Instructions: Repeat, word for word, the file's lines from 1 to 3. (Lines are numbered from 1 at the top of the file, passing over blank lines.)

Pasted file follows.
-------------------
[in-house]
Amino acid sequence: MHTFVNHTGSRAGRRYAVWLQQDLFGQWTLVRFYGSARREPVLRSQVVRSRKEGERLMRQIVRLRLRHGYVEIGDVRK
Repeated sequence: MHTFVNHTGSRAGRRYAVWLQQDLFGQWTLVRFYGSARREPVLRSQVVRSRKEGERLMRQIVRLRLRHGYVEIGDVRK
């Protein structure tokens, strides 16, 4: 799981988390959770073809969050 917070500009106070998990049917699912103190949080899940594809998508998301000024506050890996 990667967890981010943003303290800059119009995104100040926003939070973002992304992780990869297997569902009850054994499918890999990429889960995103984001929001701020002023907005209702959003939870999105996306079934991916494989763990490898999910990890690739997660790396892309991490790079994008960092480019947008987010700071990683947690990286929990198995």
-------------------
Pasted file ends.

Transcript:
[in-house]
Amino acid sequence: MHTFVNHTGSRAGRRYAVWLQQDLFGQWTLVRFYGSARREPVLRSQVVRSRKEGERLMRQIVRLRLRHGYVEIGDVRK
Repeated sequence: MHTFVNHTGSRAGRRYAVWLQQDLFGQWTLVRFYGSARREPVLRSQVVRSRKEGERLMRQIVRLRLRHGYVEIGDVRK